Such a band discontinuity of the conduction band of the heterojunction results from the difference in the electron affinity between the window layer and the CIGS film as the light-absorption layer. In general, with respect to an n-type semiconductor and p-type semiconductor having different band gaps, in the case of χnp, where χn is the electron affinity of the n-type semiconductor and χp is the electron affinity of the p-type semiconductor, the discontinuity of the conduction bands is spike-like. On the other hand, in the case of χnp, the discontinuity of the conduction bands is cliff-like. When the electron affinity is compared between a CuInSe2 layer free from Ga and the CdS layer, the electron affinity of the CdS layer is smaller by about 0.2 eV to 0.3 eV. Therefore, when a heterojunction is formed with these semiconductor layers, a spike is generated on the side of CdS. However, the electron affinity of CIGS decreases with increasing Ga concentration in the CIGS layer. Consequently, when the Ga concentration exceeds a certain level, the electron affinity of CIGS becomes smaller than that of CdS, so that, when a heterojunction is formed with these semiconductor layers, a cliff is generated on the side of CIGS.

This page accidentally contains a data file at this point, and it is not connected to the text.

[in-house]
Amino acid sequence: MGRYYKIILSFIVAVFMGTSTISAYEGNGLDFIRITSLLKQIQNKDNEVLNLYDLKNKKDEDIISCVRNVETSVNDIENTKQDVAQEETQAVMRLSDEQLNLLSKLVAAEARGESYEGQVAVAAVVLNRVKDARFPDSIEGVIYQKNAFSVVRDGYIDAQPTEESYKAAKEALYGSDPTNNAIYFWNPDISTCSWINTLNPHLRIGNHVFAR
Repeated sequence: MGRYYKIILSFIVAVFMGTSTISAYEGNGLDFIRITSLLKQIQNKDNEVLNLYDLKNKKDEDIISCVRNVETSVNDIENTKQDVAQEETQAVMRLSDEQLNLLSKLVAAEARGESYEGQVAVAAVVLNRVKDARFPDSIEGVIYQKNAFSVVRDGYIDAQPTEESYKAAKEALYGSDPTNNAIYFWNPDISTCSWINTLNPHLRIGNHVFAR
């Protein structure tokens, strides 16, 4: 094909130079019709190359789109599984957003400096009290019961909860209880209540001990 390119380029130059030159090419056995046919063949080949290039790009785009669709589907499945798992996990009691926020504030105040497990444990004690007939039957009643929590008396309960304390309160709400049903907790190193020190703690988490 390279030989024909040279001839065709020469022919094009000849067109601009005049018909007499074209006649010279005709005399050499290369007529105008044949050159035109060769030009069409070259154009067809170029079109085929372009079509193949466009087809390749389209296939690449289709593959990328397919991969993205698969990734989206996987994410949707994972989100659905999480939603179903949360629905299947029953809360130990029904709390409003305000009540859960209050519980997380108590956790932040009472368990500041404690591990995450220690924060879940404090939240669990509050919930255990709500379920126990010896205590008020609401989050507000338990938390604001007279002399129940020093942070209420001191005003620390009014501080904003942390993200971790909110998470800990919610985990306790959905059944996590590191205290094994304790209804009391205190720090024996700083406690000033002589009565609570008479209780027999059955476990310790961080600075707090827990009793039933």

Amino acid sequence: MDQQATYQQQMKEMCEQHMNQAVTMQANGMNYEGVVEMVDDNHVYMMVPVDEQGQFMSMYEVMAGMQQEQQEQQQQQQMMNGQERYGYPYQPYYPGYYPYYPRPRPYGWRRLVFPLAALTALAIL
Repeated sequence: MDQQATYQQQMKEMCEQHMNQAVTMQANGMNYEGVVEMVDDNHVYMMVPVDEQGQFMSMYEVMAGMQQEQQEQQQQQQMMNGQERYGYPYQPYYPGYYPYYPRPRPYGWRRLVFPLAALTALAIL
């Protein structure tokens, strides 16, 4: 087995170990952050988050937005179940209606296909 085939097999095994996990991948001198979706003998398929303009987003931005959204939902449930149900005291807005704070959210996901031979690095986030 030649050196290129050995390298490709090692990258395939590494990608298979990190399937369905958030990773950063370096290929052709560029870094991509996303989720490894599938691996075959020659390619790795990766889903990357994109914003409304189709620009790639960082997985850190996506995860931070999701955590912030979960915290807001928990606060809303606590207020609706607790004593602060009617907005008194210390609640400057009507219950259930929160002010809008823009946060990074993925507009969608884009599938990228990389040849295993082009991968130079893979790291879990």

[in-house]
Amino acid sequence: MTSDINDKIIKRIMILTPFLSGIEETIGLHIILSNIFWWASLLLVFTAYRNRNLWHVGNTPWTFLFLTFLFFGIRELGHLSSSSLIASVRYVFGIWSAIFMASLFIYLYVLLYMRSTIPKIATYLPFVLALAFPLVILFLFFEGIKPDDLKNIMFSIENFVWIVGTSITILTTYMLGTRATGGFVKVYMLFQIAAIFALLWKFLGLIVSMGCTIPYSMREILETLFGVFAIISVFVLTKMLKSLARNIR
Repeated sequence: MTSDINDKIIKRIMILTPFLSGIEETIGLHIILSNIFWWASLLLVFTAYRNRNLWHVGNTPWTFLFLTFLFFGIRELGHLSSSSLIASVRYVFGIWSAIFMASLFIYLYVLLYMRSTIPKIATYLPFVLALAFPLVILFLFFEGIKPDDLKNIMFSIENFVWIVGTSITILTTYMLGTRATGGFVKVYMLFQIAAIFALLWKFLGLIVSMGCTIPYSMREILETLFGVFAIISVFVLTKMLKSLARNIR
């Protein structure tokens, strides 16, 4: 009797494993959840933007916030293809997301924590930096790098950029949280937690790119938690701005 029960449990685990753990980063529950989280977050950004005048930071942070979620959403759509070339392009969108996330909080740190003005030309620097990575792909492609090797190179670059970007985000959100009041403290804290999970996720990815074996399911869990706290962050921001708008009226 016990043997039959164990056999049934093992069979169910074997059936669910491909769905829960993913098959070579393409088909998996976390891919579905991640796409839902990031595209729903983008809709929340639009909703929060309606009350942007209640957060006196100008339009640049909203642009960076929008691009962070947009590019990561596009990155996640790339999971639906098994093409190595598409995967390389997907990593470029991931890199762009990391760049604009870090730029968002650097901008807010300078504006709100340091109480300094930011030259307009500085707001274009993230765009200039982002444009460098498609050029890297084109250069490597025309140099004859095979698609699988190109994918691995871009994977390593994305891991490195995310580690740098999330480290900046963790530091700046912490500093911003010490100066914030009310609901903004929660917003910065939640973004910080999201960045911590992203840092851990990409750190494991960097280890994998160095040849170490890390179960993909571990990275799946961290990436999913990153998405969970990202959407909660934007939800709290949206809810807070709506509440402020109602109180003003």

Furthermore, the form of the band discontinuity of the window layer and the CIGS layer also is determined by the electron affinities of the window layer and the CIGS layer. When the CdS layer and the ZnO layer for the window layer are compared, since the electron affinity of ZnO is about 0.4 eV larger than that of CdS, a cliff is generated when a heterojunction is formed even with a CuInSe2 layer free from Ga, which may reduce the conversion efficiency.

In the case where the electron affinity of the window layer is smaller than that of the light-absorption layer so that a spike is generated in the conduction band, the energy difference in the conduction bands is large so that it affects the conversion efficiency of the solar cell. The energy difference between CdS and CIGS is about 0.2 eV to 0.3 eV, which does not substantially form a barrier against carrier transport. On the other hand, for example, when ZnS is used as the window layer, the energy difference between ZnS and the CIGS is about 1.6 eV, which forms a barrier for photoexcited carriers. In this case, carrier transport is prevented, so that photocurrent is not substantially accessible from the outside. Therefore, the conversion efficiency is reduced. Thus, when a spike is generated in the conduction bands of the window layer and the light-absorption layer, there is an optimal range of the energy difference (offset) in the conduction band that can provide a high conversion efficiency. In view of the above-described optimal ranges, the electron affinities and the band gaps of the first semiconductor layer 13 (light-absorption layer) and the second semiconductor layer 15 (window layer) are defined for the solar cell 10 (see JP 2000-323733A, U.S. Pat. No. 6,259,016). Although the layer 14 is interposed between the first semiconductor layer 13 and the second semiconductor layer 15, the layer 14 is so thin that it hardly affects the optimal range.